Sitting in her office adorned with memories from her career at the Waterloo Region District School Board, Coordinating Superintendent Lila Read (now Associate Director) reflected on the path that led her to this position. When she started nearly 25 years ago as a continuing education night school teacher, she never would have predicted she would end up where she is today. “I didn’t even know what a superintendent was when I started as a teacher, frankly,” Read said with a laugh.
Read’s decades of dedication and commitment to student success have not gone unnoticed. The Ontario Public Supervisory Officers’ Association (OPSOA) in 2019 presented her with the Distinguished Leadership Award. The award, presented annually, recognizes an outstanding member of OPSOA who has demonstrated extraordinary ability and leadership in the field of public education across the province, and in their local school system.
“OPSOA is delighted to honour Lila with the presentation of the Distinguished Leadership Award,” said Joy Badder, Executive Director of OPSOA. “Lila is a respected member of OPSOA who consistently shares her talents and expertise with her colleagues as well as aspiring leaders from across the province.”
During her eight years as a member of OPSOA, Read has demonstrated these traits in spades. From mentoring future supervisory officers, to teaching the Supervisory Officer qualification program, OPSOA cited a variety of reasons why they chose Read to receive this year’s award. They made special mention of her efforts to engage the broader community and collaborate with internal and external stakeholders in the development and implementation of the WRDSB strategic plan, which have helped to ensure no voice goes unheard.
A small trinket sitting on Read’s desk is inscribed “Stay Humble” – a reminder that she takes to heart. For her, winning this award is not a reflection of her own accomplishments, but those of the entire team at the WRDSB. “When I accept the award it really is on behalf of the team,” Read said. “For me, it’s about all of those people along the way that have been part of the growth journey for me.” She credits not only her current colleagues on the senior team, but all those people throughout her career, including parents, community partners, administrative assistants, office staff, custodians, CYWs, EAs, teachers, students, administrators, and trustees with helping her achieve all that she has. “I’m so humbled,” Read said. “That we get to do this work every day is amazing and I am so grateful.”
In her 24 years with the WRDSB, Read has served in a variety of roles, including as a teacher, system administrator, vice-principal, principal, and now, superintendent. Throughout her career, her motivation in each of her roles has been student success – every student every day. “For me, it’s always been about the students and trying to ensure that each and every student is successful,” Read said. “In every role that I’ve had, I’ve tried to keep that as my guiding light.”
Building relationships and connecting with students and communities who experience being marginalized has always been a priority to Read, but as she explained, the learning journey is an ongoing one. Understanding her own bias and privilege, and how it influences decisions and interactions has been a part of her learning. “The purpose of public education is to create more equitable outcomes for all students, and this means learning about how to create more equitable conditions that lead to these outcomes,” said Read.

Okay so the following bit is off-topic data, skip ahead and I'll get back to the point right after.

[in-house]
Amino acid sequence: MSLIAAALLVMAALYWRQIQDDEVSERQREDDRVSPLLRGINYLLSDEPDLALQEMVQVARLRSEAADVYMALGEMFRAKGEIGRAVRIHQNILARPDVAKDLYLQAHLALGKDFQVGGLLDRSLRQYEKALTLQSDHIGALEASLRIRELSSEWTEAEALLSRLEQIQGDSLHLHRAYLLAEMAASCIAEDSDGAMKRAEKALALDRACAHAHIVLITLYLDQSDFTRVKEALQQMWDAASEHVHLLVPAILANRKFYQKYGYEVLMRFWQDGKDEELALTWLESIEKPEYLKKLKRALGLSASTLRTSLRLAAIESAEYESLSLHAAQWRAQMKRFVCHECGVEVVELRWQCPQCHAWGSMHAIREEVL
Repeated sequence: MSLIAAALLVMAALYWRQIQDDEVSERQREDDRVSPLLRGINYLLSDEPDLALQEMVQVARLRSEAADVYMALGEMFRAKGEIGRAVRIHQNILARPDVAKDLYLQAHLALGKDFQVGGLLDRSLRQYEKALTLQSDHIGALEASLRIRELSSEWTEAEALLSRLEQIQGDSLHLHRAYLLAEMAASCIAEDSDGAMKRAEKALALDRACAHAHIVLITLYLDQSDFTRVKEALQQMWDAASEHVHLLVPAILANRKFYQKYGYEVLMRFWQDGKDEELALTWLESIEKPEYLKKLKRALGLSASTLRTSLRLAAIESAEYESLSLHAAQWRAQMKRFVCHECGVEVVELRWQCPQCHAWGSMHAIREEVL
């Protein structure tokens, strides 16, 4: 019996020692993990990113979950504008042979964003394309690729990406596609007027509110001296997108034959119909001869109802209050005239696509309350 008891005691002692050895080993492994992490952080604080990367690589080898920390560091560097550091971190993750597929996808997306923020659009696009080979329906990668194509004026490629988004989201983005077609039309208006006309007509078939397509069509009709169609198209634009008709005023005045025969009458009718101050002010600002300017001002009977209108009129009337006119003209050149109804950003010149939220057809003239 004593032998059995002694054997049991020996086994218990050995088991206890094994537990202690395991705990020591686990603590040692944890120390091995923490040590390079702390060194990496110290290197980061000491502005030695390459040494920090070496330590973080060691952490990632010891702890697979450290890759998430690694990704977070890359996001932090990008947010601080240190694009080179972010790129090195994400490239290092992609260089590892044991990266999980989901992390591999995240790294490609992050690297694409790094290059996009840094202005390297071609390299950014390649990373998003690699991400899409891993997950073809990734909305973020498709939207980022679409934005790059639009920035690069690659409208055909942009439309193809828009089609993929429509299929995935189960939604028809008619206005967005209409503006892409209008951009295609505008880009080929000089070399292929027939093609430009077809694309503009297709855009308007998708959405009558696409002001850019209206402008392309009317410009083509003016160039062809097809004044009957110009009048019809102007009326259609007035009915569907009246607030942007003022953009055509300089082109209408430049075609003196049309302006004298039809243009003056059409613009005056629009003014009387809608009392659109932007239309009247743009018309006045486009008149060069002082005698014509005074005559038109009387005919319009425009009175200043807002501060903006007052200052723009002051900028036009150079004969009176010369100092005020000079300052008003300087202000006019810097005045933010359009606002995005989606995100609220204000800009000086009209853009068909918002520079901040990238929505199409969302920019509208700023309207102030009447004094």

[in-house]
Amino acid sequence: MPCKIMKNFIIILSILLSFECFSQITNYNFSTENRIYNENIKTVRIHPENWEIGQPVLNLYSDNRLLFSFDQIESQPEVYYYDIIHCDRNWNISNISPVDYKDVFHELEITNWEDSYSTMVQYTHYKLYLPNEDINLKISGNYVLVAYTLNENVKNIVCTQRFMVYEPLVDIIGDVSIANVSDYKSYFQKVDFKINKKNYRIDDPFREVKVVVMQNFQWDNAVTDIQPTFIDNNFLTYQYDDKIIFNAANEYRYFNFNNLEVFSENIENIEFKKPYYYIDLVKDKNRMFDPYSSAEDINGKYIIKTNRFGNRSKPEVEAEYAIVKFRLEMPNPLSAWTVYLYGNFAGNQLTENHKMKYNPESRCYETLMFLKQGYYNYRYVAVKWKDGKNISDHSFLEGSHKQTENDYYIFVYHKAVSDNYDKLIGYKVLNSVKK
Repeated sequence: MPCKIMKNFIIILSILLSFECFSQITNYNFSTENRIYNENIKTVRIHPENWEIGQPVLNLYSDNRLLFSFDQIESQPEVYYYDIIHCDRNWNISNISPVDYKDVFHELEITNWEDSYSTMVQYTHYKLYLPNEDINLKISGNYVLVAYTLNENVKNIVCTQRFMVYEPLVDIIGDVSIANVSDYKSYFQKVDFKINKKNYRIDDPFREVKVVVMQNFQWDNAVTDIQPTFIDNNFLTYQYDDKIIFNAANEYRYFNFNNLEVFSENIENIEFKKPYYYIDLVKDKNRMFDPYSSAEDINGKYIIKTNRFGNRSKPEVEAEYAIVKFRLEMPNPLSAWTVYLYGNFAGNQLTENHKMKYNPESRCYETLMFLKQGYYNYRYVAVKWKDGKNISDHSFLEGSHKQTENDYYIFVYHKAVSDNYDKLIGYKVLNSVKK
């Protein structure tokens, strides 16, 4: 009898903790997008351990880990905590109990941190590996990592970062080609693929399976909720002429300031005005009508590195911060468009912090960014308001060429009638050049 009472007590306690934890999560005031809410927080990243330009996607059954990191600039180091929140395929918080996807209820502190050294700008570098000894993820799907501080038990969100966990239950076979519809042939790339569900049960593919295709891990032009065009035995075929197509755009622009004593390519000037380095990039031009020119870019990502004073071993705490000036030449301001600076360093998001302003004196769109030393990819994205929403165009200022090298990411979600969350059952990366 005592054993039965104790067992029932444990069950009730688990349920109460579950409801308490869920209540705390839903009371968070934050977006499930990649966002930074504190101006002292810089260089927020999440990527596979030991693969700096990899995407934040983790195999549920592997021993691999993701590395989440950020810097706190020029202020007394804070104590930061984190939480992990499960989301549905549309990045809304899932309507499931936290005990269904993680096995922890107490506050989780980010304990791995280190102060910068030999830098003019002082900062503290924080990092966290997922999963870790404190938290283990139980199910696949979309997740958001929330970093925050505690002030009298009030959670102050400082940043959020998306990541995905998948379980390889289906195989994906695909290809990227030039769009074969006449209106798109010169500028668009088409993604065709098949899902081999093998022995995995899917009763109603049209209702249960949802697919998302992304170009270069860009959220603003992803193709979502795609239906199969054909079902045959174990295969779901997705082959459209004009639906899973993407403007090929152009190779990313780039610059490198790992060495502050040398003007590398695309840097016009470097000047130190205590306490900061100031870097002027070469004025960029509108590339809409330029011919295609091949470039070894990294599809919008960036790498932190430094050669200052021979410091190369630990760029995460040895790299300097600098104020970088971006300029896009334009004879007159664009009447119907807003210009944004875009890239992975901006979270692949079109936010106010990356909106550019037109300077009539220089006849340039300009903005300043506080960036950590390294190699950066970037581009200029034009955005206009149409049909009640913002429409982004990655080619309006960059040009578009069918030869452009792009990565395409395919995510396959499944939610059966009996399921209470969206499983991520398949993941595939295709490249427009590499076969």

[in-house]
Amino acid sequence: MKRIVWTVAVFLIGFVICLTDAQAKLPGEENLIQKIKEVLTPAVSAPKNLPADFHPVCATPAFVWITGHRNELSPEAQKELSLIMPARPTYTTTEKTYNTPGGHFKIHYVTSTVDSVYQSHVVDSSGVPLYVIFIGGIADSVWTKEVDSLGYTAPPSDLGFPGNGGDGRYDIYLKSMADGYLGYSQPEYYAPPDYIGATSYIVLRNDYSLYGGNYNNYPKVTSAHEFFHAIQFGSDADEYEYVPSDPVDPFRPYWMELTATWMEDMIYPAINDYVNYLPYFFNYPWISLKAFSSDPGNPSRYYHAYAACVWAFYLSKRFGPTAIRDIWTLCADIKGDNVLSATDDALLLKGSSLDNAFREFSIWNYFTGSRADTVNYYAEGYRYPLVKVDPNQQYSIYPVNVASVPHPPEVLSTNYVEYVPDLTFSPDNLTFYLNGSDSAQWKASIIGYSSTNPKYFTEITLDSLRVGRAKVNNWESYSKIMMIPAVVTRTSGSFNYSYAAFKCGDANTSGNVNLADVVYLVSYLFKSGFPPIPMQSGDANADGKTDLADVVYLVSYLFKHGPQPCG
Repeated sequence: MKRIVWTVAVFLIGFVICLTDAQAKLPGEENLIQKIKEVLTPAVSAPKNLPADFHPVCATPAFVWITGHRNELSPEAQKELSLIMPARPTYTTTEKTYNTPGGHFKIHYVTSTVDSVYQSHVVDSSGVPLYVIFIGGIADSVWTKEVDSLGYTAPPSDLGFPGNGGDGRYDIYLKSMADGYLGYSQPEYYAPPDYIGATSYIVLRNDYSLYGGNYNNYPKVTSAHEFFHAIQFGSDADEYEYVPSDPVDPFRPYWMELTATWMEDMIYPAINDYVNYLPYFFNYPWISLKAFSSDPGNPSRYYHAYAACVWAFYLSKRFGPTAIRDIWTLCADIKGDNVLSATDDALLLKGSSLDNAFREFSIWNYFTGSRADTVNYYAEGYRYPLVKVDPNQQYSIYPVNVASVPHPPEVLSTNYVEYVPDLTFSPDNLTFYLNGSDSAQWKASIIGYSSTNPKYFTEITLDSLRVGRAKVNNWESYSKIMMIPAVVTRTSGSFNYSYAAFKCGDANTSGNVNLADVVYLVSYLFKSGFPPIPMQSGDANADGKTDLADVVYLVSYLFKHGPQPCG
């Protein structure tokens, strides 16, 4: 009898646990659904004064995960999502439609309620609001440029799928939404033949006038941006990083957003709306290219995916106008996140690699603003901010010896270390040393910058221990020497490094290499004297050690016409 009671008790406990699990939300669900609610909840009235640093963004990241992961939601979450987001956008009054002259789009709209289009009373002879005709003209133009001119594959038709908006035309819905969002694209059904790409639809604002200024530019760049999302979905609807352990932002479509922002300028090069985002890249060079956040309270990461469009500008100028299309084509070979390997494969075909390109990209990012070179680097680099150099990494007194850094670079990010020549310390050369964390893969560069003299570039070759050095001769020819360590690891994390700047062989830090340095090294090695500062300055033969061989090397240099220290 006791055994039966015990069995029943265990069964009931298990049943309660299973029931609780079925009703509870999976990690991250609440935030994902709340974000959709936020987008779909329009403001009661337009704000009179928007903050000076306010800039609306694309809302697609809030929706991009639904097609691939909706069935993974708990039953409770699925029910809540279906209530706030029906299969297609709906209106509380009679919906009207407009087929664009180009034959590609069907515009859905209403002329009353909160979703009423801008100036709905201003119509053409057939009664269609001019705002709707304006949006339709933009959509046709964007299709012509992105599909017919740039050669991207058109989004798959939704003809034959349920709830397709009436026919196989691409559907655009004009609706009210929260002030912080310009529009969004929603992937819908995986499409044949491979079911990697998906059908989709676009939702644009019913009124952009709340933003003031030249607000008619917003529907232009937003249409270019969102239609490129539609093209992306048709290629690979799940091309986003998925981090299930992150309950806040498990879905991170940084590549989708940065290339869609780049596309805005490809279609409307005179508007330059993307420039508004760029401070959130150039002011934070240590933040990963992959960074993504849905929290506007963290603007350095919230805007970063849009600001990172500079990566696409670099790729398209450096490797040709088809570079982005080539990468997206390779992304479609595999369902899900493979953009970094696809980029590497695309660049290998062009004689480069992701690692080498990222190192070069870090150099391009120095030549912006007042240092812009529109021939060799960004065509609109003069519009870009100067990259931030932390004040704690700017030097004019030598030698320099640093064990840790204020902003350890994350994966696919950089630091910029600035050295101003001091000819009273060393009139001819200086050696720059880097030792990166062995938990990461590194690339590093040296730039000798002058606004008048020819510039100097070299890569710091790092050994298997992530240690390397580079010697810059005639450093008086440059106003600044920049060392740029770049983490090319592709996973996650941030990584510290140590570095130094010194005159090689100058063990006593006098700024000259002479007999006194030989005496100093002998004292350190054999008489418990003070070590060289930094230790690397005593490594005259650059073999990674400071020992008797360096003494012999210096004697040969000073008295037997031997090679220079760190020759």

Continuous learning is a theme that has run throughout Read’s career at the WRDSB. As part of her role as a member of OPSOA, Read acts as a mentor for new superintendents in other boards across Ontario. “You want to give back in the way that’s been given to you,” said Read. “I had a lot of really great mentors along the way.” She has deep gratitude for the people that believed in her throughout her career and wants to offer the same for future leaders in public education. Interestingly, she explains that although mentoring is about giving back, she has learned a lot from those she is mentoring. “It really is such a reciprocal kind of relationship,” Read said.
When asked what helps the WRDSB stand apart from other boards, Read pointed to the relationships that exist within the board and the community in Waterloo Region. The support that the board receives from community organizations, families, the public and members of our school communities is critical to supporting our students in meeting with success. “We can’t do this complex work alone – our community is ‘all-in’ on public education – they’re really invested,” Read said.
Read’s ability to build relationships with members of the community goes beyond families and community groups, as OPSOA highlighted in their decision. She has worked to establish ongoing, mutually beneficial relationships with companies such as Google and Plasticity. These innovative companies are emblematic of Waterloo Region, Read explained. “If there’s a common thread that runs throughout our history in Waterloo Region…we are a community of innovators and builders,” she said. “It’s about all of us coming together with common goals and common thinking.” The challenge she sees for innovators going forward is creating a more equitable and inclusive community: How can innovative thinking and community partnerships help us design and build a more inclusive and equitable community for all?
Read’s award and her decades of experience point to the strength of her commitment to being a lifelong learner and helping to position the organization as a learning organization. As she explains, this learning cannot take place at an individual level, but rather it takes a team effort to improve an organization and create a better experience for each and every student. “Continuous improvement takes continuous learning,” said Read. “If you position yourself as a learner the possibilities are endless.”